But the economic environment in which the Fed is operating means that the attacks have different implications than Mr. Nixon’s did. In the 12 months ended in August, the Consumer Price Index rose only 1.8 percent; in the equivalent 12-month period ending in August 1971, it was up 4.4 percent.
The Nixon-era pressure, in other words, came at a time when the downsides of excessively easy money were apparent. In 2019, the Fed is dealing with a different struggle. It has failed to get inflation consistently up to the 2 percent level it targets, and there is evidence that Fed interest rate increases in 2018 have slowed the global economy in 2019 in ways that are reinforcing these deflationary forces.
Mr. Trump’s methods and tone are unconventional, and the scale of the interest rate cuts he seeks is out of line with what most mainstream economists think would make sense. But his general idea — that interest rates need to be adjusted downward to keep the economic expansion on track — is relatively mainstream.
And Mr. Powell and the Fed are likely to act on that logic Wednesday afternoon, delivering a second rate cut in two months.
The latest tumult in the Middle East delivers further complexity for the Fed and other economic policymakers. An attack over the weekend that incapacitated much of Saudi Arabia’s oil production infrastructure caused a 13 percent spike in the price of West Texas Intermediate crude oil to start the week (prices fell some on Tuesday, reflecting optimism that Saudi output would return to normal quickly).
The stagflation — stagnant growth combined with inflation — of the 1970s was caused in large part by repeated disruptions to global oil supplies, which led to soaring prices and gasoline shortages in the United States.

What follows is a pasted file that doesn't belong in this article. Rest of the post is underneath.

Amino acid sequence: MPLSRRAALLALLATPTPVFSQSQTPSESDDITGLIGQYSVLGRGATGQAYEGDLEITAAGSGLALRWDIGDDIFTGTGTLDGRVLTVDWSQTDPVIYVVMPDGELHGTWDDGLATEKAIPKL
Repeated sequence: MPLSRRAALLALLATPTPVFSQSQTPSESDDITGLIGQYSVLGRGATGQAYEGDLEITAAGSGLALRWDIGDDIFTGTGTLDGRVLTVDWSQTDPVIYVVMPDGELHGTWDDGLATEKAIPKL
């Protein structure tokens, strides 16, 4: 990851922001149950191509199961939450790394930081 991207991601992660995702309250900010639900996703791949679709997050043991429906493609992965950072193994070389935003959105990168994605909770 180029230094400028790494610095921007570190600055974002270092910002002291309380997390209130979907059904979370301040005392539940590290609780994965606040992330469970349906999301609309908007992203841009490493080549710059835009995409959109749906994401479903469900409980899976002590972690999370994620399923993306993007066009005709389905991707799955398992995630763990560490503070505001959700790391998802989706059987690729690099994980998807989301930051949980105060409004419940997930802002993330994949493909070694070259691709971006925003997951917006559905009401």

If a major conflict were to break out in the Middle East, such as between Iran and Saudi Arabia, the impact on the world economy would be severe. But the United States is well insulated from more moderate swings in energy prices like those evident so far, and could even benefit from them.
First, on the demand side, the “energy intensity” of the American economy has declined precipitously since the 1970s, meaning that each dollar of economic output takes less energy to create.
Second, American oil and natural gas production has risen, especially in the last few years. That means that while higher energy prices may hurt consumers, they have a countervailing positive impact on oil-producing parts of the United States and the industries that serve it, like those that sell equipment for energy exploration.
Third, the dynamics around inflation that also affect the G.M. negotiations and the Fed’s options have a side effect: There is less reason now to think that a shock to energy prices would flow through to rapid inflation for all goods. Fewer workers have union contracts containing automatic cost of living raises, for example, and the Fed has become more savvy about disentangling the short-term effect of more expensive oil from a broader wave of inflation.
None of this means that the economy is free from risks. The trade wars could bubble over into a broader slump. The Fed could miscalculate as it sets policy. Or the geopolitical situation could break down more quickly than now looks likely.
But a changing world means a different set of risks, no matter the superficial similarities to the past.